• Food
  • Physical Activity
  • WellBeing Checks
  • Activates for Daily Living Screening and Support
  • Transition Plan to and From Hospitals/Institutions
slide12

Examples of Third Party Services Coordinated by Mercy Housing

  • Health screenings and immunizations
  • Services to promote healthy pregnancies and help children
  • with special needs
  • Hospice
  • In-home Support Services/ Adult Day Health
  • Food services: Meals on Wheels; Food Bank
slide14

Hot-spotter approach:

Small percent of “high cost” individuals

drive health care costs

  • High-cost Medicaid enrollees (over $25,000 annual spending)
  • are 4% of all enrollees, 49% of all spending
  • 49% are elderly and 43% are disabled.
  • nursing homes or other long-term care represent 77% of cost attributable to elderly “high-cost enrollees” of Medicaid
slide15

Problem: Traditional “medical” solutions are unlikely to avoid key cost drivers of highest cost enrollees

  • Nursing homes or other long-term care represent 77% of cost
  • attributable to elderly “high-cost enrollees” of Medicaid
  • There is currently no affordable alternative to skilled nursing
  • Homeless individuals and other extremely low-income individuals are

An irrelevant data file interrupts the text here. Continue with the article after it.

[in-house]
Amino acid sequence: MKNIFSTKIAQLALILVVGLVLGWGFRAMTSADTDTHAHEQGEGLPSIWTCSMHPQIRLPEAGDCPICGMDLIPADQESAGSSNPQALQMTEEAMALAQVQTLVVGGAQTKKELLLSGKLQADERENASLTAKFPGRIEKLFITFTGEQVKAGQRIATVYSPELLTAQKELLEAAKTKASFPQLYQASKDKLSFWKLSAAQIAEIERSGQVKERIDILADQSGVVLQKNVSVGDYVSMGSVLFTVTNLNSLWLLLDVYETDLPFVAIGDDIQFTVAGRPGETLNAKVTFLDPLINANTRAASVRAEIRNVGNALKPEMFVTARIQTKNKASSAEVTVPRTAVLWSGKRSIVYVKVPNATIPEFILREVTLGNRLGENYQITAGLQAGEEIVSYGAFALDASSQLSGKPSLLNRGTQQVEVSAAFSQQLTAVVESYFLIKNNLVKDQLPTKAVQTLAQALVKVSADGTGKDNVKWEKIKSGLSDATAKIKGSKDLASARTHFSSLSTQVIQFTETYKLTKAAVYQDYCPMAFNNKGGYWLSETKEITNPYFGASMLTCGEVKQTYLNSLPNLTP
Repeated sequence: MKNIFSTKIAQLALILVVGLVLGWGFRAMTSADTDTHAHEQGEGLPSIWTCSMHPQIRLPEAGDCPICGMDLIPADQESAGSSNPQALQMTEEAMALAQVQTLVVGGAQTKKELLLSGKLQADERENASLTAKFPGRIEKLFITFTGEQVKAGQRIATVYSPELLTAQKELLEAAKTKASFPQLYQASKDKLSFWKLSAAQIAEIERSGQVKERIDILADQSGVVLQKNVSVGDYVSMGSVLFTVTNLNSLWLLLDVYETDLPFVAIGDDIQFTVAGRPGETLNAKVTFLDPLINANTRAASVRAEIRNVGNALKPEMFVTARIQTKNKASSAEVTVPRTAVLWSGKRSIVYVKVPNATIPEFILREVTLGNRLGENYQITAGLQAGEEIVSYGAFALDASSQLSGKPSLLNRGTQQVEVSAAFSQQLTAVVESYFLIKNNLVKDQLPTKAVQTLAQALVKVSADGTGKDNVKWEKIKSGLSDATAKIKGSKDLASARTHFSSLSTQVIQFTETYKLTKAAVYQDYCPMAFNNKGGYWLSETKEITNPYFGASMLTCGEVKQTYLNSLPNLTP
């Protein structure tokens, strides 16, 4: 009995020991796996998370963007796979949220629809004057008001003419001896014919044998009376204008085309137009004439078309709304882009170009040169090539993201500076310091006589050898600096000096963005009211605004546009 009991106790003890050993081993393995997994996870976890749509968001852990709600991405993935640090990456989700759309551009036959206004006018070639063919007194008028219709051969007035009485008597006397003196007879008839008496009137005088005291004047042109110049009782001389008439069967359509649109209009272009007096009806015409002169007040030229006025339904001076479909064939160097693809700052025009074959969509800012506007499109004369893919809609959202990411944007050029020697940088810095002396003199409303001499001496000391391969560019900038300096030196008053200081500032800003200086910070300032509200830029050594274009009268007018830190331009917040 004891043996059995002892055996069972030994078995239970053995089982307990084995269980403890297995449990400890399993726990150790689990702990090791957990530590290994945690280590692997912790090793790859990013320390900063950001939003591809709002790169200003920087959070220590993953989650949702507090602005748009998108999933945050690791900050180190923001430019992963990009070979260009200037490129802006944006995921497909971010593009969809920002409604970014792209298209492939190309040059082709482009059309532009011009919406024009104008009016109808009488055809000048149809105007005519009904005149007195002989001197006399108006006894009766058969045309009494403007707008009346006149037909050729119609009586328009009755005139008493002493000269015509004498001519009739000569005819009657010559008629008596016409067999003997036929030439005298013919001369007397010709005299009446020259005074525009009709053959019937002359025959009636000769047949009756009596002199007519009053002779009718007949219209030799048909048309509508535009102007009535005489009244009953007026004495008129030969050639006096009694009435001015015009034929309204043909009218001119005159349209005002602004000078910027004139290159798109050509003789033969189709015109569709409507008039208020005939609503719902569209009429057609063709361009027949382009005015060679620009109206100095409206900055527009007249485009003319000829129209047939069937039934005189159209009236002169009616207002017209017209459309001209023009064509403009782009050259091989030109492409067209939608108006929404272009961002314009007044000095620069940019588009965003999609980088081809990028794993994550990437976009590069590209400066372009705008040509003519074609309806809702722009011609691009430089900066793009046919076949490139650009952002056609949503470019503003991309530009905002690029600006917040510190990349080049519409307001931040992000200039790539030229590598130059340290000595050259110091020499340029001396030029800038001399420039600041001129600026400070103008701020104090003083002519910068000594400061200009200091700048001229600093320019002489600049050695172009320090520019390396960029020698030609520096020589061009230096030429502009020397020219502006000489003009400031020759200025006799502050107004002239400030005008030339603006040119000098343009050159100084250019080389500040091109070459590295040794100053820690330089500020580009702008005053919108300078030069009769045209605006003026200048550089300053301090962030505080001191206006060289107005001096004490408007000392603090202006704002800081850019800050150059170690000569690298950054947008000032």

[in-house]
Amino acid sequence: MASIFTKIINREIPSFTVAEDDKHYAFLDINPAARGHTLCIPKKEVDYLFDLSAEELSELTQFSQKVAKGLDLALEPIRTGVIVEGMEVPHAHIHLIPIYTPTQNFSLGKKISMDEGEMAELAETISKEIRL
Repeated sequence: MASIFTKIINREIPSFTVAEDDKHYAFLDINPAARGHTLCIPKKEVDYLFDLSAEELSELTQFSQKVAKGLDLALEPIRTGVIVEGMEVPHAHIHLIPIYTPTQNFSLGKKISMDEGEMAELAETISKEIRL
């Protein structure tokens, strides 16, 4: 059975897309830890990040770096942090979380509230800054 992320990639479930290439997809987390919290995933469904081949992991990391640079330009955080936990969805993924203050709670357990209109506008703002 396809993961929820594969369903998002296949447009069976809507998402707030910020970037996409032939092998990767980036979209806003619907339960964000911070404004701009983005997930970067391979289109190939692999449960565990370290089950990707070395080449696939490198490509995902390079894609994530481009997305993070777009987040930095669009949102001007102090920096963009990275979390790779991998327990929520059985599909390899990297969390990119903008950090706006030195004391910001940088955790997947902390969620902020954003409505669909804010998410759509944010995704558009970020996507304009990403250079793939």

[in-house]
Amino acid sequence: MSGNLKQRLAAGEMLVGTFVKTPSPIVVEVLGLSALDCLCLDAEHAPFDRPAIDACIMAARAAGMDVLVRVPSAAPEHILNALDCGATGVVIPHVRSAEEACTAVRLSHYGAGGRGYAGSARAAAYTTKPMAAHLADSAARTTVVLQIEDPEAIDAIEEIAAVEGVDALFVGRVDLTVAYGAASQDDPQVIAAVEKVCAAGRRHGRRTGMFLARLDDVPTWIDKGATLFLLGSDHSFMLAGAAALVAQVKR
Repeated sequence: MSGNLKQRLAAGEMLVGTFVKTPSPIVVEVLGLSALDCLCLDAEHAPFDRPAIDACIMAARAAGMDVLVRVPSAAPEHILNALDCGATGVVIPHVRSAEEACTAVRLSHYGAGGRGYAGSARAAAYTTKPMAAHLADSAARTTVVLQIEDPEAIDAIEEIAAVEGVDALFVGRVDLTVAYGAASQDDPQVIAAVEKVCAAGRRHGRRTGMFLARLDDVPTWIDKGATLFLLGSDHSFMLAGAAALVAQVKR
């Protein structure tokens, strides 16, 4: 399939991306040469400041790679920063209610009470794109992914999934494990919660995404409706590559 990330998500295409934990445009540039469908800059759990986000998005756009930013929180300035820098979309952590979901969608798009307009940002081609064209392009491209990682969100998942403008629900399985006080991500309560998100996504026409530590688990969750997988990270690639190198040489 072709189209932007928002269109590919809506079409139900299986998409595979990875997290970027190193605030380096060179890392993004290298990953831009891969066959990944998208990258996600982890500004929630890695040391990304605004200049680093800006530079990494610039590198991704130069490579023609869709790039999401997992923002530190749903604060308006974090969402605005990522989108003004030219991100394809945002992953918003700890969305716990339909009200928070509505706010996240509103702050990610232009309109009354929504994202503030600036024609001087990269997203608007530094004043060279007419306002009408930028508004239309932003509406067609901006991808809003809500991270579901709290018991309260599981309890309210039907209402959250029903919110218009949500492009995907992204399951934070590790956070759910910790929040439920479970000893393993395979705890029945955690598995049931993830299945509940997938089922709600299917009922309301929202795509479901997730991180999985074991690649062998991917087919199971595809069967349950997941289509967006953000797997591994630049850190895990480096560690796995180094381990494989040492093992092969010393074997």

• often difficult to treat for illness and/or discharge from hospitals
  • because they lack stable housing and often fail to access behavioral
  • health supports.
slide16

“Market Failure”

  • Medicaid will pay for skilled nursing or residential care facilities at three to four times the monthly cost of Mission Creek
  • Medicare will pay 20X the daily cost of Mission Creek for hospital beds for patients that lack a home to be discharged to.
  • Once the patient’s medical needs have been met, hospitals pay the cost of “housing” the dual eligibles in their $1,000/night beds
slide17

Case Study:

Mission Creek

Senior Community

San Francisco

  • Service-enriched independent living alternative to nursing home beds
  • at Laguna Honda
  • 50 of 140 units direct referral of SF Dept of Public Health from skilled
  • nursing, hospitals and shelters
  • SF DPH pays $700/month operating subsidy for exclusive access to
  • those units.
slide18

Case Study:

Mission Creek

Senior Community

San Francisco

  • Mercy’s on-site team provides a holistic “blended” approach to services
  • and property management
  • Service Coordination Health Interview
  • Health Education Food banks
  • Physical Activity Well-being Checks
  • Transition Plans Benefits Acquisition
  • SF DPH also provides access to a roving team that can meet
  • the “medical” needs of residents
slide19

Study Findings:

San Francisco

Department of Public Health

  • Medicaid/Medicare costs of the 50 original DPH referrals shrank
  • from $1.7 million per year to $253,000
  • Per capita, $29,000 annual savings, Medicaid and Medicare
  • Savings: reduced hospitalizations and skilled nursing stays
slide20

Value Proposition:

Estimated Total Costs & Savings

Health

care cost

$65k-100k

per year

Net Savings

Impact of Independent Long Term Care

Fee

Ongoing health cost

Pre-Intervention

With Independent

Long-Term Care